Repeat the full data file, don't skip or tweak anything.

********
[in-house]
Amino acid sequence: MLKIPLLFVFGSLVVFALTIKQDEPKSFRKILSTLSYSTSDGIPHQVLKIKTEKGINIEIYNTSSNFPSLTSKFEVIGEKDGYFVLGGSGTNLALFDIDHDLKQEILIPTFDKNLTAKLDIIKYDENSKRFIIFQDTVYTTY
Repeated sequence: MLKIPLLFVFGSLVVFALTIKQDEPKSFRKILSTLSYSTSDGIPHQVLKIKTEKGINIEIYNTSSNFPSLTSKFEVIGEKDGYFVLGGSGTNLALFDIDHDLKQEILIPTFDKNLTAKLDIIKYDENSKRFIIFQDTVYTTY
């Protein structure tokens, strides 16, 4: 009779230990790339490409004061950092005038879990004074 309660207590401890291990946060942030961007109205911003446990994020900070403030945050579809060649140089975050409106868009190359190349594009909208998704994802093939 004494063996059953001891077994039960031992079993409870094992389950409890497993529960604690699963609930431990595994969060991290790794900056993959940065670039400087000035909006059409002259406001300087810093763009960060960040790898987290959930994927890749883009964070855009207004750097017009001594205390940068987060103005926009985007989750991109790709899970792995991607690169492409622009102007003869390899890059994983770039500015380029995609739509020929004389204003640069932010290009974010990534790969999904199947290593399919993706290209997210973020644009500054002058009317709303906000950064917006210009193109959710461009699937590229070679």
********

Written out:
[in-house]
Amino acid sequence: MLKIPLLFVFGSLVVFALTIKQDEPKSFRKILSTLSYSTSDGIPHQVLKIKTEKGINIEIYNTSSNFPSLTSKFEVIGEKDGYFVLGGSGTNLALFDIDHDLKQEILIPTFDKNLTAKLDIIKYDENSKRFIIFQDTVYTTY
Repeated sequence: MLKIPLLFVFGSLVVFALTIKQDEPKSFRKILSTLSYSTSDGIPHQVLKIKTEKGINIEIYNTSSNFPSLTSKFEVIGEKDGYFVLGGSGTNLALFDIDHDLKQEILIPTFDKNLTAKLDIIKYDENSKRFIIFQDTVYTTY
């Protein structure tokens, strides 16, 4: 009779230990790339490409004061950092005038879990004074 309660207590401890291990946060942030961007109205911003446990994020900070403030945050579809060649140089975050409106868009190359190349594009909208998704994802093939 004494063996059953001891077994039960031992079993409870094992389950409890497993529960604690699963609930431990595994969060991290790794900056993959940065670039400087000035909006059409002259406001300087810093763009960060960040790898987290959930994927890749883009964070855009207004750097017009001594205390940068987060103005926009985007989750991109790709899970792995991607690169492409622009102007003869390899890059994983770039500015380029995609739509020929004389204003640069932010290009974010990534790969999904199947290593399919993706290209997210973020644009500054002058009317709303906000950064917006210009193109959710461009699937590229070679």